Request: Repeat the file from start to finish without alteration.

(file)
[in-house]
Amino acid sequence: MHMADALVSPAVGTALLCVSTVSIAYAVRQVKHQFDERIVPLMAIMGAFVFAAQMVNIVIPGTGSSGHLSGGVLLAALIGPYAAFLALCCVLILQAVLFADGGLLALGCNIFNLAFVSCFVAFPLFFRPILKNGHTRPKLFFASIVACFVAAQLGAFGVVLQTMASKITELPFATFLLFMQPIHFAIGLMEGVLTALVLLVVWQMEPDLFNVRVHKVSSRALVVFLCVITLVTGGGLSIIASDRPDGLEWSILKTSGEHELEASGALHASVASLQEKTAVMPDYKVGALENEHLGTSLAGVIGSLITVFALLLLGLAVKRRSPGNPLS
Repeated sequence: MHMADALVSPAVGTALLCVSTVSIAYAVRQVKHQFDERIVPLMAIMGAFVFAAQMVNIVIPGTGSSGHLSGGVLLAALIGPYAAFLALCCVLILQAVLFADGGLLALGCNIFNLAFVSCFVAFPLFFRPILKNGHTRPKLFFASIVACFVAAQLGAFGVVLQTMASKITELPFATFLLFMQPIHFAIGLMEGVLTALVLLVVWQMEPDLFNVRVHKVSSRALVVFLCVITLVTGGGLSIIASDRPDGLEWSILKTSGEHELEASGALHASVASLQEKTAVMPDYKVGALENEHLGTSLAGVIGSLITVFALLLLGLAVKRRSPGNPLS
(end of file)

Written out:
[in-house]
Amino acid sequence: MHMADALVSPAVGTALLCVSTVSIAYAVRQVKHQFDERIVPLMAIMGAFVFAAQMVNIVIPGTGSSGHLSGGVLLAALIGPYAAFLALCCVLILQAVLFADGGLLALGCNIFNLAFVSCFVAFPLFFRPILKNGHTRPKLFFASIVACFVAAQLGAFGVVLQTMASKITELPFATFLLFMQPIHFAIGLMEGVLTALVLLVVWQMEPDLFNVRVHKVSSRALVVFLCVITLVTGGGLSIIASDRPDGLEWSILKTSGEHELEASGALHASVASLQEKTAVMPDYKVGALENEHLGTSLAGVIGSLITVFALLLLGLAVKRRSPGNPLS
Repeated sequence: MHMADALVSPAVGTALLCVSTVSIAYAVRQVKHQFDERIVPLMAIMGAFVFAAQMVNIVIPGTGSSGHLSGGVLLAALIGPYAAFLALCCVLILQAVLFADGGLLALGCNIFNLAFVSCFVAFPLFFRPILKNGHTRPKLFFASIVACFVAAQLGAFGVVLQTMASKITELPFATFLLFMQPIHFAIGLMEGVLTALVLLVVWQMEPDLFNVRVHKVSSRALVVFLCVITLVTGGGLSIIASDRPDGLEWSILKTSGEHELEASGALHASVASLQEKTAVMPDYKVGALENEHLGTSLAGVIGSLITVFALLLLGLAVKRRSPGNPLS